Sometimes ordinary household materials inspire you to create an activity for your busy little toddler on a cold winter day. I recently saw an activity on the Instagram of New Trick Kids that I wanted to try. It involved q-tips and a funnel. So, I went looking for our funnel and found an empty milk jug instead. I saved it a few months ago with no real purpose in mind. We don’t get milk jugs often though and I knew I would come up with something.
I had no luck finding the funnel so I grabbed the milk jug and decided to use it somehow. I knew putting q-tips through the opening wouldn’t last long so I decided to use pom poms instead. And that’s how this activity got its start. I did eventually find the funnel at bath time. I forgot that it makes a great bathtub toy.
Milk Jug Snowfall
- Empty milk jug
- White pom poms (or cotton balls)
- Cut the milk jug into two parts.
- The bottom part will be used to hold the pom poms.
- The top part will be used for a push through activity. You can use the top in either direction to create a fun activity for your little one.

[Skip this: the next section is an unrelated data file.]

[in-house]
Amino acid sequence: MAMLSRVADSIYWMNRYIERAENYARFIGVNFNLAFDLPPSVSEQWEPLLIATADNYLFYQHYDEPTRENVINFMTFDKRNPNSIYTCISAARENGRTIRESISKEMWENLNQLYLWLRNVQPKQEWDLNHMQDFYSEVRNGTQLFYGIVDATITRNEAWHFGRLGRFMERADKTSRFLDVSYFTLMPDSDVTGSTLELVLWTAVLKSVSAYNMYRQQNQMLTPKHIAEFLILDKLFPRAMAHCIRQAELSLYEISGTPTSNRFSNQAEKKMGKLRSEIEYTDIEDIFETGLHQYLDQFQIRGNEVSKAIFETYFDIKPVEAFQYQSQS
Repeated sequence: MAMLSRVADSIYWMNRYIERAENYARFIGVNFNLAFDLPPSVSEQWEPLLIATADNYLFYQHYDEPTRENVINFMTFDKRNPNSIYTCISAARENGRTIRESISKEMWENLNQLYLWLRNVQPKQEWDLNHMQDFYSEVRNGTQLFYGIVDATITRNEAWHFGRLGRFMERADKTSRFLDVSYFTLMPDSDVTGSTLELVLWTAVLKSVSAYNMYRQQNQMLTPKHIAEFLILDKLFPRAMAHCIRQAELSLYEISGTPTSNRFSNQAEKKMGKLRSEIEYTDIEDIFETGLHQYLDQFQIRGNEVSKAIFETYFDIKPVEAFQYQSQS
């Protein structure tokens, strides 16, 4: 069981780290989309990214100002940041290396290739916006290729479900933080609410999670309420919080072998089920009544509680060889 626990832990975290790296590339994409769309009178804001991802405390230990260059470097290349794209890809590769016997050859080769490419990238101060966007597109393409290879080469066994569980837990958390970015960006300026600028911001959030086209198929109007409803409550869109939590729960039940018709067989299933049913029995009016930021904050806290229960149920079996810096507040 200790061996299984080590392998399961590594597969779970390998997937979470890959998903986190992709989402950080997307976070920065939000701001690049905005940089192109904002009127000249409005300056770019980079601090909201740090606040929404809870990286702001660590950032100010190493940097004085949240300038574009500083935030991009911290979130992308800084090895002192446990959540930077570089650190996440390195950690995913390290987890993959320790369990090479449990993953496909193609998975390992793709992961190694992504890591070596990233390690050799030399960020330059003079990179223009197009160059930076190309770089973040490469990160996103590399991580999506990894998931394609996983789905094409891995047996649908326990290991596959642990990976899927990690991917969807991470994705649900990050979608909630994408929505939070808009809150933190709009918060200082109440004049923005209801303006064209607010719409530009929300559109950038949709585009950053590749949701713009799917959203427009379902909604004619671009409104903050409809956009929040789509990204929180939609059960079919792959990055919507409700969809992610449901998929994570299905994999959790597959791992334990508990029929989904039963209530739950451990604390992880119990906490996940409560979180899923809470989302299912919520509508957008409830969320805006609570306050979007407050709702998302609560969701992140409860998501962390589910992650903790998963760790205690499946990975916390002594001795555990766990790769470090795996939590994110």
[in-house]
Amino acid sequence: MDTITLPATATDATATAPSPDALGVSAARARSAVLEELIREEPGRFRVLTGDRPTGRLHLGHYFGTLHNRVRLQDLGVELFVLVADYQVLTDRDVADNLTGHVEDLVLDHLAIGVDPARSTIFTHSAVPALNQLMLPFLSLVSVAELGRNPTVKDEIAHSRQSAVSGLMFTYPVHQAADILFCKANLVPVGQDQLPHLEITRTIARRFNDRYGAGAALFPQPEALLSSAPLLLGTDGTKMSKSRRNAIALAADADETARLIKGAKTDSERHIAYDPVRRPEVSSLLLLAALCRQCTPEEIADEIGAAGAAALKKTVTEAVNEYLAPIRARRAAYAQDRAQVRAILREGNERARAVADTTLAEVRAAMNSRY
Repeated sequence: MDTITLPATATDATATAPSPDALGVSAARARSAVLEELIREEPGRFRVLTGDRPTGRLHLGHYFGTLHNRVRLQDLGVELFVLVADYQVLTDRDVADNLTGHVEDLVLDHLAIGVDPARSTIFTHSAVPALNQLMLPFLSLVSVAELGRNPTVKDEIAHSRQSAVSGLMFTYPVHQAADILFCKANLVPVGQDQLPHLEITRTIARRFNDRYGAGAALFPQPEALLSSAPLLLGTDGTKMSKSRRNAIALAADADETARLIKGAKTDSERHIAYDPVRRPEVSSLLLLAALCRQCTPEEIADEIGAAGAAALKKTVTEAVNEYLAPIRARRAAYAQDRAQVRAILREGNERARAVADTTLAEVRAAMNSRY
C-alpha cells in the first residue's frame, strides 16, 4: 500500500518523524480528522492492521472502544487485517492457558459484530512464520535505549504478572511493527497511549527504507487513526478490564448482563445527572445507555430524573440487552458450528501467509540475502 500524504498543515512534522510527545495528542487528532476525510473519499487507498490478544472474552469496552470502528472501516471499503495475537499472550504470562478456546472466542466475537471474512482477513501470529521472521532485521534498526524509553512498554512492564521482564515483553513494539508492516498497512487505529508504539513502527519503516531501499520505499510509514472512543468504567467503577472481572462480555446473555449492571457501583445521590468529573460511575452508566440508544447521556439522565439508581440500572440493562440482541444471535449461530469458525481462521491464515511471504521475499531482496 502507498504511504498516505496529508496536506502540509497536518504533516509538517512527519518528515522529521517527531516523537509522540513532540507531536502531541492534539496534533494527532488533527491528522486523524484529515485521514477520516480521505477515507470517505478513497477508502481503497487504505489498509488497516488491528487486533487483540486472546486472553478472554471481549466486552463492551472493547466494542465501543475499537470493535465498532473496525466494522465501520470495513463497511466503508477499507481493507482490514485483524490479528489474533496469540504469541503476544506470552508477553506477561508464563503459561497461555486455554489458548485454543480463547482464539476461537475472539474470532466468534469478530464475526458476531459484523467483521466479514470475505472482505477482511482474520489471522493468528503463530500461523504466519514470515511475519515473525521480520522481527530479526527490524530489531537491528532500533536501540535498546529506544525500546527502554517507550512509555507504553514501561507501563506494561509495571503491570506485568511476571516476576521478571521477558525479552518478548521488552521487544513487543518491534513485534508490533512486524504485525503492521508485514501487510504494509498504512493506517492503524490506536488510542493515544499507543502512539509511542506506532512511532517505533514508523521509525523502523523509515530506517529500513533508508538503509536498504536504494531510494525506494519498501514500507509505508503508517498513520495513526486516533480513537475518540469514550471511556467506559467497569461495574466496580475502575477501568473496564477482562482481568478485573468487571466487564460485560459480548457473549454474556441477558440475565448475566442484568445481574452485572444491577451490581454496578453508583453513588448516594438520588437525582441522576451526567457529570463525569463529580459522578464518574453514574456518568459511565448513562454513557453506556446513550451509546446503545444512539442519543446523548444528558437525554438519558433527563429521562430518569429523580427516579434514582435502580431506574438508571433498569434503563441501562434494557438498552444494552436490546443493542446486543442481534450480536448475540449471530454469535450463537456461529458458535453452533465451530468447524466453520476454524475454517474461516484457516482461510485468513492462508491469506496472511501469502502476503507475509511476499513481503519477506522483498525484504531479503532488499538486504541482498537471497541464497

Older babies can push the pom poms through the milk jug top. (Careful supervision.)
Turn the top upside down and use it to hold bigger pom poms.
Use blue and white pom poms to work on color identification. Ask your little one to put a certain color into the container.
Count the pom poms as you put them into the milk jug top.
Practice pushing the pom poms through while the jug top is sitting flat. Then, pick it up and turn it around and watch the pom poms fall trough.
Use different sized pom poms and see which ones fit through. Make sure that some are easy and that some don’t fit.
Use smaller pom poms or even beads if your child is older. Put the lid on the top of the milk jug and turn it upside down. Fill it up. Remove the lid and watch it “snow” everywhere.
Use two different colors of pom poms and create patterns before pushing them into the milk jug top.
Use multiple milk jugs. Assign a color to each one and practice sorting different colored pom poms.
Create simple addition problems with the pom poms. “First I put two snowballs into the jug. Then, I put three snowballs into the jug. How many snowballs are under the jug?” (Put 2 snowballs in. Put 3 snowballs in. Then, lift the jug and count how many are under it.)
Predict how many pom poms will fit under the jug top. Then, fill it as full as you can and count how many it took.
This was a fun activity that I plan to bring back out from time to time. I’ve provided some extensions for different ages but I always recommend letting your little learner create their own games and activities with the materials. Just make sure you’re there for supervision when small parts are involved!